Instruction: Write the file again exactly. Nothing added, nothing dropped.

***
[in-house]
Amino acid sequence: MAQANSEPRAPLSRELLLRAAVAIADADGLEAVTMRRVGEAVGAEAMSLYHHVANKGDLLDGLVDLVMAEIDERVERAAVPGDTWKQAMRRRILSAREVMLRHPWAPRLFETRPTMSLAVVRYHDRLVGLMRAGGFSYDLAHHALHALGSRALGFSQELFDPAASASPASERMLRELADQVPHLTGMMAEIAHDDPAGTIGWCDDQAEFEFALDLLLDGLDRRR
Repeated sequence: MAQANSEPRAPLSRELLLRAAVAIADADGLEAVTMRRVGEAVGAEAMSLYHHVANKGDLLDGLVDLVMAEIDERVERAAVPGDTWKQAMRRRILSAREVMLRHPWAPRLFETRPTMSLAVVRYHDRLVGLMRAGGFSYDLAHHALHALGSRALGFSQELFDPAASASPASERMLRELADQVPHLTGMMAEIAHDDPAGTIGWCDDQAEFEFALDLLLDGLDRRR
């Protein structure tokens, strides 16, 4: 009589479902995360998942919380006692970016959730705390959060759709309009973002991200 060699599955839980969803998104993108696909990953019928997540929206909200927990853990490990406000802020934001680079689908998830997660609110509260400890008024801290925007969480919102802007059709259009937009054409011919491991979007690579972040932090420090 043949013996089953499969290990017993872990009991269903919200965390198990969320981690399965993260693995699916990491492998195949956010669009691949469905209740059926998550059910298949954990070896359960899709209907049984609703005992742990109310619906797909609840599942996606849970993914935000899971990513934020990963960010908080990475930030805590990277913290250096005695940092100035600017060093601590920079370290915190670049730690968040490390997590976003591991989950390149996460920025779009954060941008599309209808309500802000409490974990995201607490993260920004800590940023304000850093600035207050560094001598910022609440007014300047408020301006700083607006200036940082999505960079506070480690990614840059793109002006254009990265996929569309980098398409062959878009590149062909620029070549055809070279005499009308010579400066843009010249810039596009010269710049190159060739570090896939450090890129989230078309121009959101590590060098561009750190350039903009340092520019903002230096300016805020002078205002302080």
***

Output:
[in-house]
Amino acid sequence: MAQANSEPRAPLSRELLLRAAVAIADADGLEAVTMRRVGEAVGAEAMSLYHHVANKGDLLDGLVDLVMAEIDERVERAAVPGDTWKQAMRRRILSAREVMLRHPWAPRLFETRPTMSLAVVRYHDRLVGLMRAGGFSYDLAHHALHALGSRALGFSQELFDPAASASPASERMLRELADQVPHLTGMMAEIAHDDPAGTIGWCDDQAEFEFALDLLLDGLDRRR
Repeated sequence: MAQANSEPRAPLSRELLLRAAVAIADADGLEAVTMRRVGEAVGAEAMSLYHHVANKGDLLDGLVDLVMAEIDERVERAAVPGDTWKQAMRRRILSAREVMLRHPWAPRLFETRPTMSLAVVRYHDRLVGLMRAGGFSYDLAHHALHALGSRALGFSQELFDPAASASPASERMLRELADQVPHLTGMMAEIAHDDPAGTIGWCDDQAEFEFALDLLLDGLDRRR
């Protein structure tokens, strides 16, 4: 009589479902995360998942919380006692970016959730705390959060759709309009973002991200 060699599955839980969803998104993108696909990953019928997540929206909200927990853990490990406000802020934001680079689908998830997660609110509260400890008024801290925007969480919102802007059709259009937009054409011919491991979007690579972040932090420090 043949013996089953499969290990017993872990009991269903919200965390198990969320981690399965993260693995699916990491492998195949956010669009691949469905209740059926998550059910298949954990070896359960899709209907049984609703005992742990109310619906797909609840599942996606849970993914935000899971990513934020990963960010908080990475930030805590990277913290250096005695940092100035600017060093601590920079370290915190670049730690968040490390997590976003591991989950390149996460920025779009954060941008599309209808309500802000409490974990995201607490993260920004800590940023304000850093600035207050560094001598910022609440007014300047408020301006700083607006200036940082999505960079506070480690990614840059793109002006254009990265996929569309980098398409062959878009590149062909620029070549055809070279005499009308010579400066843009010249810039596009010269710049190159060739570090896939450090890129989230078309121009959101590590060098561009750190350039903009340092520019903002230096300016805020002078205002302080």